Category Archives: Happy companies

Get to know new employees

2014-08-12 11.40.13

In the last two months we have doubled the size of our company. We used to be three but we have added two interns and one full-time employee, who are working on some really cool projects for us.

Basically, Thomas, Nanna and Sofia in the picture above are our research department. We call them Woohoo Labs :)

Any time you add people to a team, it’s essential to get to know each other. The best tool we know for that is Personality Poker, so of course we played a game and ended up learning a lot about ourselves and each other.

2014-08-12 11.40.06Here are the personalities of everyone in the team:

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No matter which tool you use, it’s important to get to know the people you work with – both their professional skills and their personalities.

How do you do it? How does your team welcome new members?

What makes Zappos a happy workplace?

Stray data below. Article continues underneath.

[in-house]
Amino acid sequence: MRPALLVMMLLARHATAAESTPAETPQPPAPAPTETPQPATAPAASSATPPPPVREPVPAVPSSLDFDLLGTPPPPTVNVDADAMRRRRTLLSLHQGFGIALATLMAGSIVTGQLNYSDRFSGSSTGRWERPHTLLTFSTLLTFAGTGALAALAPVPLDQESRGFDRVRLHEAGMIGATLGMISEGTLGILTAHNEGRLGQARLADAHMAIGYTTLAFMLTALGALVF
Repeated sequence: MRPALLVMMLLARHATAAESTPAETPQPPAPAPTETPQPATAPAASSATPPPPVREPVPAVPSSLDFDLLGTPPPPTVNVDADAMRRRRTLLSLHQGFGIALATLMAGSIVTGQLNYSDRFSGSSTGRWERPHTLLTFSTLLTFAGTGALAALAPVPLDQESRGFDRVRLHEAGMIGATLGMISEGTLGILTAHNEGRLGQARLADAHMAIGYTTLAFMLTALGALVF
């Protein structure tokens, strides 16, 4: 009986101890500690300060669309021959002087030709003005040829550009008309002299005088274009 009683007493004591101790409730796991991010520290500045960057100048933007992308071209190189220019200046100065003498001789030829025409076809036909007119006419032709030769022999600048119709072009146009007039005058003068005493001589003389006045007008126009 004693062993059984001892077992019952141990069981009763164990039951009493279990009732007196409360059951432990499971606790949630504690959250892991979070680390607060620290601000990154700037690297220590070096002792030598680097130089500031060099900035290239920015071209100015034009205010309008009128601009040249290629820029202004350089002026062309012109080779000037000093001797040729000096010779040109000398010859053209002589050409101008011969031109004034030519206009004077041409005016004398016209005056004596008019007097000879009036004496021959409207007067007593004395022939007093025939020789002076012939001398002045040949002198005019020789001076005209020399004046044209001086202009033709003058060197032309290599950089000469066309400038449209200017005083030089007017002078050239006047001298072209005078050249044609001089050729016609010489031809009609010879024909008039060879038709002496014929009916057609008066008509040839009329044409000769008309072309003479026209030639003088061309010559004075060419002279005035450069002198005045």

I’ve previously written about US online retailer Zappos and what makes them such a happy workplace.

In this video I talk to their Director of HR Hollie Delaney and Jamie Naughton who is Speaker of the House and we especially focus on the Zappos culture which permeates every aspect of running the company.

I also ask them how weird they are – but there’s a point to that :-)

Going green at Google

googleData centers like the ones run by Google, Amazon, Microsoft and others consume huge amounts of energy and Google is taking the lead in making sure that the energy is renewable:

“Google is the most aggressive [tech company] in advancing a clean energy agenda, analysts say. Google has made 15 wind and solar investments totalling more than $1 billion.”

About 34 percent of Google’s operations are powered by renewable power.

“That’s through a combination of renewable resources that are in the utility areas that we operate, as well as the direct power procurements that we’ve done,” he said. “Our goal is to be 100 percent renewable powered.”